magazine

Television Terrorism

Boz magazine, 80: 10, November 2001.

Brian J Ford

Settle back and watch the television, here's a report on space. 'This is a moon rocket,' intones the voice. But instead of a spacecraft, he shows a shot of a rusty bucket. Or tune into sport. 'This is the highlight of the Twickenham game,' drones the rugby correspondent, as the screen shows a video clip of a fat man throwing darts.

Doesn't happen? Oh yes it does. Not in space or sport, I grant you, but it certainly does in science. In mid-October, the BBC television news had a report on anthrax. The voice-over stated, 'These are anthrax spores.' And what was on the screen at the time? A colony of freshwater algae, sunning themselves happily and turning lazily in circles like a troupe of idle dancers. These are the kind of algae we rely on to survive (they purify water and liberate oxygen) and they have nothing remotely to do with anthrax. Wherever you look, people insist on getting science wrong. It's a remarkable fact that we live in the most scientific age in history, yet general awareness of the basic ideas is lacking. The level of public understanding plummeted to an all-time low since Committee on the Public Understanding of Science first appeared on the scene.

Want another example? Open the Sunday Times for lots more. I won't bore you with news reports (everybody makes mistakes from time to time) but will just quote their medical correspondent, Dr Roger Henderson. Here is a doctor writing about TB: 'The virus can lie dormant for years.' Pardon? The virus? TB is not a virus. The disease is caused by a bacterium. You'd hope that this would be familiar to a rugby commentator, but for a doctor? This is unforgivable.

Just in case you're wondering where they get it from, I might recommend that you glance inside the book Medicine Through Time. The author, Fiona Reynoldson, says: 'Viruses can become used to antibiotics'. Oh, no they can't; that's bacteria. Antibiotics don't work against virus diseases. So, you see, even the textbooks get such things wrong.

One final example - it comes from the Sunday Times on 14 October. That chortling motor-mouth Jeremy Clarkson came up with a corker. According to him, modern cars have developed elephantitis. Why did that tickle my fancy? It's because the disease is actually elephantiasis. The suffix '-itis' means 'inflammation of' (as in tonsillitis, an inflammation of the tonsils). Elephantitis doesn't mean an enlargement of the extremities, as Jeremy seems to think; it means an inflammation of your elephant.

The problem seems to centre on the disenfranchisement of people from science. People don't feel comfortable with it. They feel remote from science, controlled by what it does, and over-ruled by faceless scientists. In the late 1800s a microscope was a common enough feature of a middle-class living-room; not any more. In this, the era of biology, the public are unfamiliar with cells and microbes.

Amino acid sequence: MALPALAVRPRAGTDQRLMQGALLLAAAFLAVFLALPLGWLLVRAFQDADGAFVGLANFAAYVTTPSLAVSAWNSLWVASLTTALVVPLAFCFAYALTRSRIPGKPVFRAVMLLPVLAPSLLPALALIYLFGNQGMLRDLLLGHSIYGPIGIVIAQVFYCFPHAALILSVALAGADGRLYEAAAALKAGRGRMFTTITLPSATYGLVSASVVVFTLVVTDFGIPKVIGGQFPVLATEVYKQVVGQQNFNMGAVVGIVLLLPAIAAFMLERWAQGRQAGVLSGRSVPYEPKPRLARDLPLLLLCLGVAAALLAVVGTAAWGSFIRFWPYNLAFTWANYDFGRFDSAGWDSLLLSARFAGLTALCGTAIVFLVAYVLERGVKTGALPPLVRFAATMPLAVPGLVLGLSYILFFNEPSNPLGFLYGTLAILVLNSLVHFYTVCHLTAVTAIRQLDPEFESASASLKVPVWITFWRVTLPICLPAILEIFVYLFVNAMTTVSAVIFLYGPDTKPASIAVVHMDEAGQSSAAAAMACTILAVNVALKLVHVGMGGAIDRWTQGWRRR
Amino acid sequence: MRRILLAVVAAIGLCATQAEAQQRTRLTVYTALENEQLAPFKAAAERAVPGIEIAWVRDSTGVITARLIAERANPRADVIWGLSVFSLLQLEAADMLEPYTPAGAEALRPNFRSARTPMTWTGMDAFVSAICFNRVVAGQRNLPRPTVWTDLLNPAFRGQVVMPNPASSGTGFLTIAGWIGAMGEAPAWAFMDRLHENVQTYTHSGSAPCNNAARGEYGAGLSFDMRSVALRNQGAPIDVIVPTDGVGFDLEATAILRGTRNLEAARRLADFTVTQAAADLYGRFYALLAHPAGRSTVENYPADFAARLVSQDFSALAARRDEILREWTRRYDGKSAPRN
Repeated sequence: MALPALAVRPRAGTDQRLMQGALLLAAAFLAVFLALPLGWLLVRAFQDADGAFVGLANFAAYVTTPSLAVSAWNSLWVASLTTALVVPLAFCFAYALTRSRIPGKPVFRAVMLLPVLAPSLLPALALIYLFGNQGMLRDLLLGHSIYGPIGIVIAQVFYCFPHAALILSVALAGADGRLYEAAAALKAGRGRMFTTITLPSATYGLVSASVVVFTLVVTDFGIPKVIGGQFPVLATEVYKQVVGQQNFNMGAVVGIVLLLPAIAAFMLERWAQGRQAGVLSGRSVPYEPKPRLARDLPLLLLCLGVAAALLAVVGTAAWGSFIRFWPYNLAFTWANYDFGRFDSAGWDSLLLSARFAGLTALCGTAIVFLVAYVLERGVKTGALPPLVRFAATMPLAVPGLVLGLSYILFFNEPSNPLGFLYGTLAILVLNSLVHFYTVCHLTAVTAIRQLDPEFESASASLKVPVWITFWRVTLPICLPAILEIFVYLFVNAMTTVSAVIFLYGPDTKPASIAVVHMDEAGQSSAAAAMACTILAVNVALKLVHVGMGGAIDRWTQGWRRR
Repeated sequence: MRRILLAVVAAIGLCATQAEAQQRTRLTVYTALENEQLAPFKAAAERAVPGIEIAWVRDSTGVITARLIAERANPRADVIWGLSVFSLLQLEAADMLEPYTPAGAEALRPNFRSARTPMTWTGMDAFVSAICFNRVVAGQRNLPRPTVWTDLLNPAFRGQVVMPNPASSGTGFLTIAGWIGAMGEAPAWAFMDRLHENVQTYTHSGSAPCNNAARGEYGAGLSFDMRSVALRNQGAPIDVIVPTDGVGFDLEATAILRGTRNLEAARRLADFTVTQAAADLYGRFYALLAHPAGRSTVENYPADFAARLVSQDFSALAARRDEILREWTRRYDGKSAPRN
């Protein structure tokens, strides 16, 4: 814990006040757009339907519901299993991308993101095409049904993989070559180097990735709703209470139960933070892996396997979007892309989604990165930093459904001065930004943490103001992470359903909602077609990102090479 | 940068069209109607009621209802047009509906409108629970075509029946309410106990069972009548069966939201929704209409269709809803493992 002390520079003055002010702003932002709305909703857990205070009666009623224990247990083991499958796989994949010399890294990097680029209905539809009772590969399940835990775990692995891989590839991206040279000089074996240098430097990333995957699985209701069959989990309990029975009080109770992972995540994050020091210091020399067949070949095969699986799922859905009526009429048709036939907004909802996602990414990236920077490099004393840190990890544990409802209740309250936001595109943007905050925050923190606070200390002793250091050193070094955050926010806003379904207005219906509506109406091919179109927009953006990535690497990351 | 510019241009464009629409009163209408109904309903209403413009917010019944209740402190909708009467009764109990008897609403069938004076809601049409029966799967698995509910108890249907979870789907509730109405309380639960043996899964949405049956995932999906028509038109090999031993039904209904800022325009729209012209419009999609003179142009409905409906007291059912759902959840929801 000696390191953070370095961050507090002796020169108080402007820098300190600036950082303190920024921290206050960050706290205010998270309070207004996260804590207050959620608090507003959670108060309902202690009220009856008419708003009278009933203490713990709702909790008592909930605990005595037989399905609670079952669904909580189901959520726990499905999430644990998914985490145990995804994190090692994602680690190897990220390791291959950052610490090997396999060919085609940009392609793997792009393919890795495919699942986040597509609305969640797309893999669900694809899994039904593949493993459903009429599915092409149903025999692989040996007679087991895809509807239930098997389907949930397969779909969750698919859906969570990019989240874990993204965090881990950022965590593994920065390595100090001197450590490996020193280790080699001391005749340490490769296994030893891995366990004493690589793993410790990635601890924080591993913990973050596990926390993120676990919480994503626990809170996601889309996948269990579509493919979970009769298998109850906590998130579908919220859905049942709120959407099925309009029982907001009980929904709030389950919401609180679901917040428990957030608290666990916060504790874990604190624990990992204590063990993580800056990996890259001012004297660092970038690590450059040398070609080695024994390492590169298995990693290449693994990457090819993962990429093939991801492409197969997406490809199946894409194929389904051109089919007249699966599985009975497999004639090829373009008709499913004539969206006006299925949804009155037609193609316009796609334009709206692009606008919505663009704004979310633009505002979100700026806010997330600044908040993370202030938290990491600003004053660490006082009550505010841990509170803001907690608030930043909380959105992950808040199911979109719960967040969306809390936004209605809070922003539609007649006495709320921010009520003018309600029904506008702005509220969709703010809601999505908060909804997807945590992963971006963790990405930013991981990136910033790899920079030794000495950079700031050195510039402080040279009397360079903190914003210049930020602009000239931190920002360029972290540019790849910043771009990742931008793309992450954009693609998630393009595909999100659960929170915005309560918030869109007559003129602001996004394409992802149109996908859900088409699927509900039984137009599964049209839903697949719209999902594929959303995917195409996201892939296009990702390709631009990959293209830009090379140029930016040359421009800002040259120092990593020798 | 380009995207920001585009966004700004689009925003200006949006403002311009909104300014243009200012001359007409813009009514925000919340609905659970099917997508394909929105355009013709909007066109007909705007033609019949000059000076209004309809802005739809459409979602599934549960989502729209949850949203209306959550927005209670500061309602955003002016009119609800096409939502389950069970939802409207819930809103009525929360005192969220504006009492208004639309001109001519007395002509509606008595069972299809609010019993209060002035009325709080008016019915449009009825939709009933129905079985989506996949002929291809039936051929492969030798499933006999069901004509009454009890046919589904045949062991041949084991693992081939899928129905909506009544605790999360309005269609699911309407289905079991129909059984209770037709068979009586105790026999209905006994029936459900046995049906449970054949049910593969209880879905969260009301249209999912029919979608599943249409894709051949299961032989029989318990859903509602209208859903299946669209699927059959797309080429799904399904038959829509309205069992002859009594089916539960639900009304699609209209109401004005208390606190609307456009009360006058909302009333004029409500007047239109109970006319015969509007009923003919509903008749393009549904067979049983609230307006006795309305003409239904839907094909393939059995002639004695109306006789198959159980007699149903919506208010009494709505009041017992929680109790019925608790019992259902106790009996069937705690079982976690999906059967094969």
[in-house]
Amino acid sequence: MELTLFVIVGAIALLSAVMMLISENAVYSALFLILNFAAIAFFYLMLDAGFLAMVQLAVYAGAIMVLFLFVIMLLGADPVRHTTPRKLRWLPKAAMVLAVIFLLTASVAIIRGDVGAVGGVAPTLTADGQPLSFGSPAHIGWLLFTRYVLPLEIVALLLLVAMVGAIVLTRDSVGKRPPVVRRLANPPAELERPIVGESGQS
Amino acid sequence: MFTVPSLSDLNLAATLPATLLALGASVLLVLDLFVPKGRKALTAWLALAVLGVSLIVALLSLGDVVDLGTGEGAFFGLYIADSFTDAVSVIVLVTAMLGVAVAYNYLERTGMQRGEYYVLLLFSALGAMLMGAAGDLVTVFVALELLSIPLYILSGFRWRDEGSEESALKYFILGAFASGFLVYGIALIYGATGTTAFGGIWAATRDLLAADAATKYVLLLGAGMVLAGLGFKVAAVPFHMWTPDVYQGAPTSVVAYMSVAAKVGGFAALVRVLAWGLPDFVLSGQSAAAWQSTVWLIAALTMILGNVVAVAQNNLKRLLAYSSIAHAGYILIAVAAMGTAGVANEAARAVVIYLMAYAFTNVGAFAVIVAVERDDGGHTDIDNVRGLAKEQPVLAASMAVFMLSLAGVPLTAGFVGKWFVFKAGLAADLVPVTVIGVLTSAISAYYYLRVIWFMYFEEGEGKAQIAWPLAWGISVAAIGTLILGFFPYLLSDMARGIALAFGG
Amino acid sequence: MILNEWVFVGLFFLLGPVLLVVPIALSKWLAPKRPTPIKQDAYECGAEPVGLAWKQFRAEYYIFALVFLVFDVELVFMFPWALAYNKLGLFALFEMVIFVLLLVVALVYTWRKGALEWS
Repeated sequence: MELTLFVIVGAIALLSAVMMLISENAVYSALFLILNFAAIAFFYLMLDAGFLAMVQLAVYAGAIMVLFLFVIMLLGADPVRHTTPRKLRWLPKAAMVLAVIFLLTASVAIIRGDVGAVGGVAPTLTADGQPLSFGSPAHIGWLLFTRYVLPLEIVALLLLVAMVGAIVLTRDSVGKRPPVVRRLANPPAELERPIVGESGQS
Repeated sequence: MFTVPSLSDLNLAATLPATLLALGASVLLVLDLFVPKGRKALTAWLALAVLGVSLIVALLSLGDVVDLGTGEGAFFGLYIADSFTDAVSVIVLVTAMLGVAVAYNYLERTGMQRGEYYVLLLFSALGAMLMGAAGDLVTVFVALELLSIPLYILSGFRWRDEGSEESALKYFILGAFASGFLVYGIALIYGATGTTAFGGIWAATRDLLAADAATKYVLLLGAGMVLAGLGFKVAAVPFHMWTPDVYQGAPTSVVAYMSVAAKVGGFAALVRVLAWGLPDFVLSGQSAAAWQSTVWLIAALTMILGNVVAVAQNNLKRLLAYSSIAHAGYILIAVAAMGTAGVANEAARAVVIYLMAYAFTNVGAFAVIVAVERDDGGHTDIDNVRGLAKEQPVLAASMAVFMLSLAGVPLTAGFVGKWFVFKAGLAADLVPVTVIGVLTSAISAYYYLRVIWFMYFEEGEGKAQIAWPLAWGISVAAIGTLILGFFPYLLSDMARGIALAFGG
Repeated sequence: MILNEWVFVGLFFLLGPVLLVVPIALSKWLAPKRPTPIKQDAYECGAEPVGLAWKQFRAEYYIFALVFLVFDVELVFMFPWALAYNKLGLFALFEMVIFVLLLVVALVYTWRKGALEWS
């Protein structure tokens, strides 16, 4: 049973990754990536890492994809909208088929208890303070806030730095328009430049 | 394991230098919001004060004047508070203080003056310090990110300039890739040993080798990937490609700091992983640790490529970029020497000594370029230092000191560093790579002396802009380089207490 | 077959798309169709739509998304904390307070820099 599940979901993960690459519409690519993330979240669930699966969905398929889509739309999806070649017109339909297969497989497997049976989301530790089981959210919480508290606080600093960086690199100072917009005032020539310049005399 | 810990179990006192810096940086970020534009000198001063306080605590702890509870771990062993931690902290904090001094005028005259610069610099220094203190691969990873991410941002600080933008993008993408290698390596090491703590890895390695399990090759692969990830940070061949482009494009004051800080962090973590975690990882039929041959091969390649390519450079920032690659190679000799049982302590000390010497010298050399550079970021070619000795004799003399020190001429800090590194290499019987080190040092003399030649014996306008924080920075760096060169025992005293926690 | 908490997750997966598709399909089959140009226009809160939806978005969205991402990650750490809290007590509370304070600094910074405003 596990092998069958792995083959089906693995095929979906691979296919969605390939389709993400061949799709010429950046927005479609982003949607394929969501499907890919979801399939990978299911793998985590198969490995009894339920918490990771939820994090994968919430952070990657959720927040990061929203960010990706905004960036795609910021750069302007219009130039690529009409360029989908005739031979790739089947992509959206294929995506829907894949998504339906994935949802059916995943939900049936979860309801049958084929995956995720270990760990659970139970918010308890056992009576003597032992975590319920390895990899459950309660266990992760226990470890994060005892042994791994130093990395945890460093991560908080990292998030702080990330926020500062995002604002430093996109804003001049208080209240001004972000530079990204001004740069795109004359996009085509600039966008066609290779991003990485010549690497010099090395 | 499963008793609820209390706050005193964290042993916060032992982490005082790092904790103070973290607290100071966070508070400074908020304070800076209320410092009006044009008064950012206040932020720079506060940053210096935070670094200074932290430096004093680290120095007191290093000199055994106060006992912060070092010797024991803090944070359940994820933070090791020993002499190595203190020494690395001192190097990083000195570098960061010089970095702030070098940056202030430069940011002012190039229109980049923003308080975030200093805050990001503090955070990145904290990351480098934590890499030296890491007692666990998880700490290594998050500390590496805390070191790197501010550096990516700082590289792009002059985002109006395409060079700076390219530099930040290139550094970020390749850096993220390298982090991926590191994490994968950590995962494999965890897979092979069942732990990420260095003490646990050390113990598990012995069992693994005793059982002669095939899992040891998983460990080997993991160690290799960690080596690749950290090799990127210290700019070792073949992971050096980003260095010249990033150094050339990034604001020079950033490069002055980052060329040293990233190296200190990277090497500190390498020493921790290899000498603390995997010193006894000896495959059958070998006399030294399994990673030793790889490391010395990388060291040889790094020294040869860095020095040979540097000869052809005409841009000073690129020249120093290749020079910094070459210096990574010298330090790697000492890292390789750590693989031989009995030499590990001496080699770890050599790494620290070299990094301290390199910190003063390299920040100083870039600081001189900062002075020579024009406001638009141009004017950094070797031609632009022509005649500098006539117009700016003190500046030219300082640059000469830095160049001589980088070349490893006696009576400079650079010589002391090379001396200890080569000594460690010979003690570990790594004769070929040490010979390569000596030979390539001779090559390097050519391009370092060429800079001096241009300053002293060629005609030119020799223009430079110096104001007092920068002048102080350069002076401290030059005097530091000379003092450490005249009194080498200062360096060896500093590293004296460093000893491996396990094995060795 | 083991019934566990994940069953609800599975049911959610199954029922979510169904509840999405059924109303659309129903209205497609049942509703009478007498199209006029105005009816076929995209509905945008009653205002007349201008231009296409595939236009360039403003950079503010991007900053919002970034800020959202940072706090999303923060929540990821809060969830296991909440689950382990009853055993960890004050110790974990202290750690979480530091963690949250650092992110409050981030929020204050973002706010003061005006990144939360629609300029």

Could you argue that it doesn't really matter? I think not. The autumn season has featured continuous outbreaks of anthrax, planted in envelopes by ne'er-do-wells with malevolent intent. Right through late October the American authorities were insisting that this wasn't necessarily the work of terrorists . . . but whom did they imagine were sending germs by mail? Was it a prize draw? Free samples? Of course not - the mailings were planned as a means of causing terror. The public disaffection with science adds to the sense of unease.

There are so many alternative germs around. What about ebola virus, or smallpox? Smallpox would be ideal, since it is capable of killing millions, is incurable, and highly infectious. The last nations officially to hold the virus were Russia, the US and South Africa. South Africa destroyed her stocks in 1983, leaving the two super-powers as holders of the virus in high-security laboratories. On June 30 1999 Russia and the USA said they'd destroy their remaining stocks. But during the cold war, many nations were apparently sent supplies of the virus by Russia, including North Korea and China. Other states - such as Israel and India - were rumoured to have kept supplies. There were similar reports about Libya, Syria, Iraq and Iran.

Why haven't more dangerous germs been used? In a world where national rivalry nurtures international hatred, the new millennium terrorist hasn't had to worry too much about actually spreading an epidemic. Their aim is to disrupt life, and to disable the world of big business. So far they are finding simpler and simpler ways to do it. Everyone is on the lookout for anthrax spores in 'white powder', since the reports that the Senate building in Washington might have been contaminated. All that a terrorist has to do now is send white powder to anyone in their sights. It costs nothing to do, and guarantees that the police turn up in large numbers, all wearing protecting clothing. The building, meanwhile, is evacuated and business closes down.

Until the anthrax scare, 'white powder' had different connotations altogether. The world of terrorism is expanding to parallel the international trade in illegal drugs. Any day now the two will coincide. Once we see the first case of nasal anthrax, then at least the bottom will drop out of the cocaine market.

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